During a soccer match in 1981, fans of Millwall Football club referenced the racially motivated attacks of black youths in the New Crosshouse fire to create a sporting chant. Fast forward thirty years, and racism in soccer has remained just as prevalent.
Sporting culture is aggressive and unfriendly. Chanting at sporting events relies on inflammatory rhetoric and a mob mentality. These chants are often crass and provocative, designed to offend and evoke a strong reaction. The main issue is that sporting culture is not an isolated cultural event. It comes from our own prejudice and hatred, functioning as a microcosm of the dangerous thoughts and institutionalized discrimination that we won’t articulate in polite society.
European soccer has many of the most vivid examples of racist behaviour. Paolo Di Canio is an avowed fascist who coached an English Premiere League team for several years. BBC journalists describe matches in Poland as “a chorus of anti-Semitic chanting” where they also witnessed “black soccer players enduring monkey chants.” In Spain, bananas are thrown at black players from the stands. These are not isolated incidents — all of them are commonplace and have happened multiple times within the last four years.
Racism in soccer recently got renewed attention as Dani Alves, a Barcelona Soccer Club defender, sparked a large anti-racism protest by eating a banana that was thrown at him on the pitch. When the banana landed near his feet, he picked it up and took a large bite before continuing the game. Although the subsequent social media campaign was part of a marketing strategy, at least it forced soccer players and fans to briefly confront racism rather than ignore it.
Cases like this are common, but it is by no means the full extent of racism in soccer. In a match against Tottenham Hotspurs — a soccer club in a historically Jewish area of London — West Ham United fans chanted “you’re getting gassed in the morning” at Tottenham players and fans. South Asian players — particularly Pakistani players — often face slurs and accusations of terrorism.
Some argue that these incidents are isolated and do not represent the fans or European culture in general. Others argue that the context of racial slurs is what allows us to determine whether the words were offensive or not. These arguments misunderstand racialized slurs in their institutionalized context. The use of slurs in sports is not unacceptable because the words are offensive. It is not unacceptable because the words annoy us or make us feel bad. Racial slurs are unacceptable because they are intrinsically violent. Context is irrelevant, and reclamation is only a suitable argument if you belong to the group that the slur describes. These words normalize racialized violence and reinforce systematic oppression.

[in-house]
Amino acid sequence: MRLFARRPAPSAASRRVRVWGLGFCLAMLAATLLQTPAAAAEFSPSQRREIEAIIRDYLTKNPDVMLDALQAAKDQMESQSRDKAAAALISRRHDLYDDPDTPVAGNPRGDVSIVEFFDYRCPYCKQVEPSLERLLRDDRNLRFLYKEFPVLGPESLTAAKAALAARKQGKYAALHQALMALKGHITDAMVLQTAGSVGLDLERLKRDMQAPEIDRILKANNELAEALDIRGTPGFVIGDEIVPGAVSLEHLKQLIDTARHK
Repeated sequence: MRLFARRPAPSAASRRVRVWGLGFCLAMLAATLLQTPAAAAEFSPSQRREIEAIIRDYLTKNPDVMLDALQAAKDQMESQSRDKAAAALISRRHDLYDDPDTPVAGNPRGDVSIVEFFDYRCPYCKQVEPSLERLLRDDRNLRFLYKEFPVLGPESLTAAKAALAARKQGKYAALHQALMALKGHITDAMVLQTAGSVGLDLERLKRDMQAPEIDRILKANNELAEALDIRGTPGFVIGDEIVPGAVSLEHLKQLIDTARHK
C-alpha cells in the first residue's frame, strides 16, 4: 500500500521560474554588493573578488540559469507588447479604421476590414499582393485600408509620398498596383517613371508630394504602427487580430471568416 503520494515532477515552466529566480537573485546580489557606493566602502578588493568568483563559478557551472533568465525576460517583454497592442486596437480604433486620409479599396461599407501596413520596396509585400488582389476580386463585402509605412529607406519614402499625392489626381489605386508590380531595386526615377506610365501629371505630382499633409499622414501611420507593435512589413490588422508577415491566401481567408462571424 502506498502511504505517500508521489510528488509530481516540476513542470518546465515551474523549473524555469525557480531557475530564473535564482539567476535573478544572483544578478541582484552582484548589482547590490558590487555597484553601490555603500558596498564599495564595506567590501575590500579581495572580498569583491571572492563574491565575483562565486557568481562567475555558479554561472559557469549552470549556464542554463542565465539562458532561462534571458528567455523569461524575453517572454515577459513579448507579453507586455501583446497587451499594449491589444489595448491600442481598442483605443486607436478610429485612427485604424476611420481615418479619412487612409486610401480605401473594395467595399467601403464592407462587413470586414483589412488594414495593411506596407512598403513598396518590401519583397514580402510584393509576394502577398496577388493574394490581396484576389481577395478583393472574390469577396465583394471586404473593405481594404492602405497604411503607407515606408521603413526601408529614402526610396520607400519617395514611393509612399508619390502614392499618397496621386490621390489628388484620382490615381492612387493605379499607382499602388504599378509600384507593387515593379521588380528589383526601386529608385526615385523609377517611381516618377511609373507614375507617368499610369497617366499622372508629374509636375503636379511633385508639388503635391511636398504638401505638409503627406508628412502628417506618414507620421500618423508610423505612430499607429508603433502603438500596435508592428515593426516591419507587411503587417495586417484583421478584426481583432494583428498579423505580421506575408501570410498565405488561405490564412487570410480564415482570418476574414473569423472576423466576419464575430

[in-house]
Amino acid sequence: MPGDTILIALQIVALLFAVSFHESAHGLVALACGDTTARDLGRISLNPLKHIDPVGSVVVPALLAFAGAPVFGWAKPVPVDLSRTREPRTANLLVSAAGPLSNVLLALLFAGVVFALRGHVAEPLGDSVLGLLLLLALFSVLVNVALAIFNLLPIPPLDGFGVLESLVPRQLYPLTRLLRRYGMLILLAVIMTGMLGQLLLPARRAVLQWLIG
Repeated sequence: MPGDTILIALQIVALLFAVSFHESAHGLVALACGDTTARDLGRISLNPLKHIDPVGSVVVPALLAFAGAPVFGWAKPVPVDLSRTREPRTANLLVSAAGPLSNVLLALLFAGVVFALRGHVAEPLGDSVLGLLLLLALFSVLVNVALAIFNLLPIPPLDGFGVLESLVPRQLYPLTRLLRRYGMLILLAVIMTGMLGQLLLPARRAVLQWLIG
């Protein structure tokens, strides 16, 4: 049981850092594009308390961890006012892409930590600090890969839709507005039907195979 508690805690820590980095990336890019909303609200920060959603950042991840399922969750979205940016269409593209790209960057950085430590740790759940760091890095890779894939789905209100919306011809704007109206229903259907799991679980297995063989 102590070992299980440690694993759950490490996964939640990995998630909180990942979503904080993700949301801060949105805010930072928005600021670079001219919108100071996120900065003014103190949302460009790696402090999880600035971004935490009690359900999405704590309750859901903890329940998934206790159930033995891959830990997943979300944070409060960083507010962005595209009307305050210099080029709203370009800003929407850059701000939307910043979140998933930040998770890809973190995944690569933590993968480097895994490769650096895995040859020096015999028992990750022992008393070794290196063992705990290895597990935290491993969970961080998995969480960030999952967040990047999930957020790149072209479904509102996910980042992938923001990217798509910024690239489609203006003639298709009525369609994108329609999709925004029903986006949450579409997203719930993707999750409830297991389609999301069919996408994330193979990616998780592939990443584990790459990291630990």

In sporting institutions no one is united on how to deal with instances of racism. Options like fines and lifetime bans always draw criticism. Likely, the larger issue is that racism is not just a sporting problem. Sporting culture may amplify the current appearance of racism in European society, but it is not unique to the soccer pitch or the stands.
With the World Cup in Brazil fast approaching, it’s important that all players and soccer institutions confront racism with one voice and a unified policy. If sporting culture is a microcosm of our communities, there is a real possibility we could bring about small measures of change and real tolerance through the beautiful game.